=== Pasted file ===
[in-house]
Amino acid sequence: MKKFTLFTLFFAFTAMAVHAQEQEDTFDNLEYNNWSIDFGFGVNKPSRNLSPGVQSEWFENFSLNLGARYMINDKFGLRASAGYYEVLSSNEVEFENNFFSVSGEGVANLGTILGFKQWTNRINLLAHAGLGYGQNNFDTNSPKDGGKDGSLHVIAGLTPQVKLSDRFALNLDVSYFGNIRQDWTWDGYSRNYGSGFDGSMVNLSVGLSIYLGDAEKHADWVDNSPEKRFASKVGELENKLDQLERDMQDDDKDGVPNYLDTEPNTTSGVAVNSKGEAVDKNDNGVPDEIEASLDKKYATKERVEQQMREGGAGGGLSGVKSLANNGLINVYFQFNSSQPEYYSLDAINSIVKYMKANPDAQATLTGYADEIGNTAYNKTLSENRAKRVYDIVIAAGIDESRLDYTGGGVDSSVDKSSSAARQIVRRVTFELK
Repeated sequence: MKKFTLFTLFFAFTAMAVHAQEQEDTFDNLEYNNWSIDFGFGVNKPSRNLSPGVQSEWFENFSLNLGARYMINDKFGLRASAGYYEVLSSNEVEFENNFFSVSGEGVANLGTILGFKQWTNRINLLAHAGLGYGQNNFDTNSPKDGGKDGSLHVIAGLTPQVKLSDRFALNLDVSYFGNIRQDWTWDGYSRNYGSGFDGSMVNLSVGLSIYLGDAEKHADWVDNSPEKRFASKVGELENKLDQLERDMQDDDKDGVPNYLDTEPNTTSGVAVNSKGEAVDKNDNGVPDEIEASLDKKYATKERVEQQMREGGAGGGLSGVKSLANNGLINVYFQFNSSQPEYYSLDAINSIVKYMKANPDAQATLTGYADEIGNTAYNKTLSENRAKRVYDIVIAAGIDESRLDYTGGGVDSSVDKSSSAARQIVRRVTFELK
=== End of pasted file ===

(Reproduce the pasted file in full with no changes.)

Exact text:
[in-house]
Amino acid sequence: MKKFTLFTLFFAFTAMAVHAQEQEDTFDNLEYNNWSIDFGFGVNKPSRNLSPGVQSEWFENFSLNLGARYMINDKFGLRASAGYYEVLSSNEVEFENNFFSVSGEGVANLGTILGFKQWTNRINLLAHAGLGYGQNNFDTNSPKDGGKDGSLHVIAGLTPQVKLSDRFALNLDVSYFGNIRQDWTWDGYSRNYGSGFDGSMVNLSVGLSIYLGDAEKHADWVDNSPEKRFASKVGELENKLDQLERDMQDDDKDGVPNYLDTEPNTTSGVAVNSKGEAVDKNDNGVPDEIEASLDKKYATKERVEQQMREGGAGGGLSGVKSLANNGLINVYFQFNSSQPEYYSLDAINSIVKYMKANPDAQATLTGYADEIGNTAYNKTLSENRAKRVYDIVIAAGIDESRLDYTGGGVDSSVDKSSSAARQIVRRVTFELK
Repeated sequence: MKKFTLFTLFFAFTAMAVHAQEQEDTFDNLEYNNWSIDFGFGVNKPSRNLSPGVQSEWFENFSLNLGARYMINDKFGLRASAGYYEVLSSNEVEFENNFFSVSGEGVANLGTILGFKQWTNRINLLAHAGLGYGQNNFDTNSPKDGGKDGSLHVIAGLTPQVKLSDRFALNLDVSYFGNIRQDWTWDGYSRNYGSGFDGSMVNLSVGLSIYLGDAEKHADWVDNSPEKRFASKVGELENKLDQLERDMQDDDKDGVPNYLDTEPNTTSGVAVNSKGEAVDKNDNGVPDEIEASLDKKYATKERVEQQMREGGAGGGLSGVKSLANNGLINVYFQFNSSQPEYYSLDAINSIVKYMKANPDAQATLTGYADEIGNTAYNKTLSENRAKRVYDIVIAAGIDESRLDYTGGGVDSSVDKSSSAARQIVRRVTFELK